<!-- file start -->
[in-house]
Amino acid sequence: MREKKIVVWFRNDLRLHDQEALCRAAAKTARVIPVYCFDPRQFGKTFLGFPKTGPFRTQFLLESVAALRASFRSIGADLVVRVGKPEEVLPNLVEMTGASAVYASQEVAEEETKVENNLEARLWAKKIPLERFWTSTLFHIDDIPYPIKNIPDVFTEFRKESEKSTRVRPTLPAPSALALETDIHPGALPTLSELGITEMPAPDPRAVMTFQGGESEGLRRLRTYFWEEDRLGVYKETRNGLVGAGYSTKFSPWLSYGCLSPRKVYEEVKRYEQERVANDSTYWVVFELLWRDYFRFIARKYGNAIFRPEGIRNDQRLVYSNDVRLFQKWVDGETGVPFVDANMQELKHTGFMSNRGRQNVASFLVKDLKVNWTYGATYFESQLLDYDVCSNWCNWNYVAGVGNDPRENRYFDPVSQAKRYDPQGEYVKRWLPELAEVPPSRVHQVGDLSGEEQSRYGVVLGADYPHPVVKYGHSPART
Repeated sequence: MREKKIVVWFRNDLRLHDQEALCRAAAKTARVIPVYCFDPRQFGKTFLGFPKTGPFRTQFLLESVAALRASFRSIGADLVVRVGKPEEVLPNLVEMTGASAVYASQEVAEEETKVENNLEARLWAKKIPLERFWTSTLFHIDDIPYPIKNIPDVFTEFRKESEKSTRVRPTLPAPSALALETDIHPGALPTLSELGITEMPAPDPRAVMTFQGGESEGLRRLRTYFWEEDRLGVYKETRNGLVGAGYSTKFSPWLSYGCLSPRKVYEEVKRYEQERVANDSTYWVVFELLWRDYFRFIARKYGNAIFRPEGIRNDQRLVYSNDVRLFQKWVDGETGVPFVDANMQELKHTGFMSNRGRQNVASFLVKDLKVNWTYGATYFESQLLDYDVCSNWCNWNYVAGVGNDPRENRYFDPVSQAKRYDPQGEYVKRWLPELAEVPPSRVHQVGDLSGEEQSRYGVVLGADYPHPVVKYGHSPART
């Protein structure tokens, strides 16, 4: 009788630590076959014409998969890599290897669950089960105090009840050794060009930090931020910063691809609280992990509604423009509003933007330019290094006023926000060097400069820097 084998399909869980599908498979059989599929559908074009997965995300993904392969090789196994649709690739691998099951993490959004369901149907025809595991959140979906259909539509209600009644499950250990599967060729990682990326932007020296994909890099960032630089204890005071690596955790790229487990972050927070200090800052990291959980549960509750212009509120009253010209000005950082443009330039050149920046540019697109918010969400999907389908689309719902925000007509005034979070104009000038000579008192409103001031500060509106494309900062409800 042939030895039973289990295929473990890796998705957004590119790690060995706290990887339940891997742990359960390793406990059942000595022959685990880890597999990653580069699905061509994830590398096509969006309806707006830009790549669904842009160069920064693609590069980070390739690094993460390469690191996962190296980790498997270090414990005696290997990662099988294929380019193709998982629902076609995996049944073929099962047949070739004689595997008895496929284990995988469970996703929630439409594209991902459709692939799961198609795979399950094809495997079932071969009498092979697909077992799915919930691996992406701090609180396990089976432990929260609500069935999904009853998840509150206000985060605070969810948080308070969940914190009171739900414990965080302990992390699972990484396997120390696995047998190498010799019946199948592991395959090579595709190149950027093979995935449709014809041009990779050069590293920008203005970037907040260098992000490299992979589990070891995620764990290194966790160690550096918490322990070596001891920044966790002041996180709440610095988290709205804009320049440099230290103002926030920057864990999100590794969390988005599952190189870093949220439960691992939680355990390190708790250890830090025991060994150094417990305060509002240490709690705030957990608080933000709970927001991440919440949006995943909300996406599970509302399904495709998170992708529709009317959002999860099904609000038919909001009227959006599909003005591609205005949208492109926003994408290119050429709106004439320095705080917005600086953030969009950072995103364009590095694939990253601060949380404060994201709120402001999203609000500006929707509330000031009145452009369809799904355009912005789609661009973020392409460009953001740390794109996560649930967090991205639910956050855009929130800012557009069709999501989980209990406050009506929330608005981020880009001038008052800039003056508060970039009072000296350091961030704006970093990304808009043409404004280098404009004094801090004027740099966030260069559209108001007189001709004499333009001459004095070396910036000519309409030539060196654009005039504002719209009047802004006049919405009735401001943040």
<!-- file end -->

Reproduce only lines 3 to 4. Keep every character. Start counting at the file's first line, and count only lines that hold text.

Repeated sequence: MREKKIVVWFRNDLRLHDQEALCRAAAKTARVIPVYCFDPRQFGKTFLGFPKTGPFRTQFLLESVAALRASFRSIGADLVVRVGKPEEVLPNLVEMTGASAVYASQEVAEEETKVENNLEARLWAKKIPLERFWTSTLFHIDDIPYPIKNIPDVFTEFRKESEKSTRVRPTLPAPSALALETDIHPGALPTLSELGITEMPAPDPRAVMTFQGGESEGLRRLRTYFWEEDRLGVYKETRNGLVGAGYSTKFSPWLSYGCLSPRKVYEEVKRYEQERVANDSTYWVVFELLWRDYFRFIARKYGNAIFRPEGIRNDQRLVYSNDVRLFQKWVDGETGVPFVDANMQELKHTGFMSNRGRQNVASFLVKDLKVNWTYGATYFESQLLDYDVCSNWCNWNYVAGVGNDPRENRYFDPVSQAKRYDPQGEYVKRWLPELAEVPPSRVHQVGDLSGEEQSRYGVVLGADYPHPVVKYGHSPART
């Protein structure tokens, strides 16, 4: 009788630590076959014409998969890599290897669950089960105090009840050794060009930090931020910063691809609280992990509604423009509003933007330019290094006023926000060097400069820097 084998399909869980599908498979059989599929559908074009997965995300993904392969090789196994649709690739691998099951993490959004369901149907025809595991959140979906259909539509209600009644499950250990599967060729990682990326932007020296994909890099960032630089204890005071690596955790790229487990972050927070200090800052990291959980549960509750212009509120009253010209000005950082443009330039050149920046540019697109918010969400999907389908689309719902925000007509005034979070104009000038000579008192409103001031500060509106494309900062409800 042939030895039973289990295929473990890796998705957004590119790690060995706290990887339940891997742990359960390793406990059942000595022959685990880890597999990653580069699905061509994830590398096509969006309806707006830009790549669904842009160069920064693609590069980070390739690094993460390469690191996962190296980790498997270090414990005696290997990662099988294929380019193709998982629902076609995996049944073929099962047949070739004689595997008895496929284990995988469970996703929630439409594209991902459709692939799961198609795979399950094809495997079932071969009498092979697909077992799915919930691996992406701090609180396990089976432990929260609500069935999904009853998840509150206000985060605070969810948080308070969940914190009171739900414990965080302990992390699972990484396997120390696995047998190498010799019946199948592991395959090579595709190149950027093979995935449709014809041009990779050069590293920008203005970037907040260098992000490299992979589990070891995620764990290194966790160690550096918490322990070596001891920044966790002041996180709440610095988290709205804009320049440099230290103002926030920057864990999100590794969390988005599952190189870093949220439960691992939680355990390190708790250890830090025991060994150094417990305060509002240490709690705030957990608080933000709970927001991440919440949006995943909300996406599970509302399904495709998170992708529709009317959002999860099904609000038919909001009227959006599909003005591609205005949208492109926003994408290119050429709106004439320095705080917005600086953030969009950072995103364009590095694939990253601060949380404060994201709120402001999203609000500006929707509330000031009145452009369809799904355009912005789609661009973020392409460009953001740390794109996560649930967090991205639910956050855009929130800012557009069709999501989980209990406050009506929330608005981020880009001038008052800039003056508060970039009072000296350091961030704006970093990304808009043409404004280098404009004094801090004027740099966030260069559209108001007189001709004499333009001459004095070396910036000519309409030539060196654009005039504002719209009047802004006049919405009735401001943040």